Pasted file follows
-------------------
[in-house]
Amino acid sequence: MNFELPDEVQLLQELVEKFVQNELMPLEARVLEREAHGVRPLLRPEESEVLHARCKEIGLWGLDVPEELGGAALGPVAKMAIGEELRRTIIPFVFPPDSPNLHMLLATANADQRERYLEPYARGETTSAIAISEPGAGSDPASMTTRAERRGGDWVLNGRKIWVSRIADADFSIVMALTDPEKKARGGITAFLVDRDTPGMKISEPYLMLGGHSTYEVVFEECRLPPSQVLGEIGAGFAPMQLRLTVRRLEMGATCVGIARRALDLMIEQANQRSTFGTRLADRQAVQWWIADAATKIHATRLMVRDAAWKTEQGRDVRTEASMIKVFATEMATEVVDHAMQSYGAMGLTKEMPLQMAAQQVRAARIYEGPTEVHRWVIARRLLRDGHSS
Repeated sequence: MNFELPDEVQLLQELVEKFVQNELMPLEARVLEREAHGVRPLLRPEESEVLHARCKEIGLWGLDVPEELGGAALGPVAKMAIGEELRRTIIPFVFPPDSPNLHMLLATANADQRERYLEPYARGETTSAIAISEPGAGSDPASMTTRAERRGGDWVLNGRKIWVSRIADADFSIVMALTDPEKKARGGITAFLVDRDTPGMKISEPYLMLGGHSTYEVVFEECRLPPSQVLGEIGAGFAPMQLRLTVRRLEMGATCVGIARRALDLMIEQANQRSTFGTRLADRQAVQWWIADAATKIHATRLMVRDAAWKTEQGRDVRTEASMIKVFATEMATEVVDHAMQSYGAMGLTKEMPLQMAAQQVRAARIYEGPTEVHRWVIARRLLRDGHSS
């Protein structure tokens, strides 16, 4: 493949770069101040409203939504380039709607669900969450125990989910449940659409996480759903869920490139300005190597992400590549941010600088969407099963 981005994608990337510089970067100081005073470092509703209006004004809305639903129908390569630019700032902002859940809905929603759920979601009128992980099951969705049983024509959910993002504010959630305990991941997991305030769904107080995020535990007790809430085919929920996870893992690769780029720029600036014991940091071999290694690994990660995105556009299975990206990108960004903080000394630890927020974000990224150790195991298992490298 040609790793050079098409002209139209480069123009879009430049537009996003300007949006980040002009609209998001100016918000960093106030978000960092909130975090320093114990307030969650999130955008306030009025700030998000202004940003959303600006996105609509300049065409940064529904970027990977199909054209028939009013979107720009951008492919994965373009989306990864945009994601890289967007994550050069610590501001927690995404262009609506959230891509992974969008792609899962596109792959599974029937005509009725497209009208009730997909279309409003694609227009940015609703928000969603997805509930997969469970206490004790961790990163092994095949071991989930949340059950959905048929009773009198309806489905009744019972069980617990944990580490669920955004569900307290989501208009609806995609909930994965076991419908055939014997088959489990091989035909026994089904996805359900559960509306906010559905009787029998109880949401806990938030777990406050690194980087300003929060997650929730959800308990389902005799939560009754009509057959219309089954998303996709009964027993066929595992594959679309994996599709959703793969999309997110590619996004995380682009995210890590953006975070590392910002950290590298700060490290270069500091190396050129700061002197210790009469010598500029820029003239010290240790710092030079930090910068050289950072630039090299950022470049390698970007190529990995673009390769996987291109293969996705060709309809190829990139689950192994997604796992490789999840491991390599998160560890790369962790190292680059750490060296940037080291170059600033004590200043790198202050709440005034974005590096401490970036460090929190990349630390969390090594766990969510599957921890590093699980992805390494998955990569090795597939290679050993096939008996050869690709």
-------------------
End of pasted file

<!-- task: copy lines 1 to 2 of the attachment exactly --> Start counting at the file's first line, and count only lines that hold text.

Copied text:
[in-house]
Amino acid sequence: MNFELPDEVQLLQELVEKFVQNELMPLEARVLEREAHGVRPLLRPEESEVLHARCKEIGLWGLDVPEELGGAALGPVAKMAIGEELRRTIIPFVFPPDSPNLHMLLATANADQRERYLEPYARGETTSAIAISEPGAGSDPASMTTRAERRGGDWVLNGRKIWVSRIADADFSIVMALTDPEKKARGGITAFLVDRDTPGMKISEPYLMLGGHSTYEVVFEECRLPPSQVLGEIGAGFAPMQLRLTVRRLEMGATCVGIARRALDLMIEQANQRSTFGTRLADRQAVQWWIADAATKIHATRLMVRDAAWKTEQGRDVRTEASMIKVFATEMATEVVDHAMQSYGAMGLTKEMPLQMAAQQVRAARIYEGPTEVHRWVIARRLLRDGHSS